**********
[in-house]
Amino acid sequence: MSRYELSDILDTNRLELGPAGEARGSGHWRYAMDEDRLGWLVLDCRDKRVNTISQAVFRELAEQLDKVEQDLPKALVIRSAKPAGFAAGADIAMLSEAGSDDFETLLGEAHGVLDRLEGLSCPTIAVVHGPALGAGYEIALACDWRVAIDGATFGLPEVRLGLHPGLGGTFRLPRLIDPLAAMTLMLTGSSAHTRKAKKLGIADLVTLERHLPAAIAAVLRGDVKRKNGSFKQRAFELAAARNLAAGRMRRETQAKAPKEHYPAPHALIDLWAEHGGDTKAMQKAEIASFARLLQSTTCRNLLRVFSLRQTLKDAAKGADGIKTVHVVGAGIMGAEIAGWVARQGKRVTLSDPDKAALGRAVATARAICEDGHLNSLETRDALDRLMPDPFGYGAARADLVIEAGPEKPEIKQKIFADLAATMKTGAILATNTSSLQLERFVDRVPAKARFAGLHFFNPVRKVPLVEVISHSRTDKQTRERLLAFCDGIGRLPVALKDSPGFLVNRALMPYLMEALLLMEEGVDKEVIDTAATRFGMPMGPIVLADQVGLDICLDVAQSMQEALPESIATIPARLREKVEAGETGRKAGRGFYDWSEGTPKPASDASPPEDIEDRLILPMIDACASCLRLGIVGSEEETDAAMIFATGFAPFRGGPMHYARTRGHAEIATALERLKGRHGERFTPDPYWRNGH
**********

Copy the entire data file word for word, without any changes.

[in-house]
Amino acid sequence: MSRYELSDILDTNRLELGPAGEARGSGHWRYAMDEDRLGWLVLDCRDKRVNTISQAVFRELAEQLDKVEQDLPKALVIRSAKPAGFAAGADIAMLSEAGSDDFETLLGEAHGVLDRLEGLSCPTIAVVHGPALGAGYEIALACDWRVAIDGATFGLPEVRLGLHPGLGGTFRLPRLIDPLAAMTLMLTGSSAHTRKAKKLGIADLVTLERHLPAAIAAVLRGDVKRKNGSFKQRAFELAAARNLAAGRMRRETQAKAPKEHYPAPHALIDLWAEHGGDTKAMQKAEIASFARLLQSTTCRNLLRVFSLRQTLKDAAKGADGIKTVHVVGAGIMGAEIAGWVARQGKRVTLSDPDKAALGRAVATARAICEDGHLNSLETRDALDRLMPDPFGYGAARADLVIEAGPEKPEIKQKIFADLAATMKTGAILATNTSSLQLERFVDRVPAKARFAGLHFFNPVRKVPLVEVISHSRTDKQTRERLLAFCDGIGRLPVALKDSPGFLVNRALMPYLMEALLLMEEGVDKEVIDTAATRFGMPMGPIVLADQVGLDICLDVAQSMQEALPESIATIPARLREKVEAGETGRKAGRGFYDWSEGTPKPASDASPPEDIEDRLILPMIDACASCLRLGIVGSEEETDAAMIFATGFAPFRGGPMHYARTRGHAEIATALERLKGRHGERFTPDPYWRNGH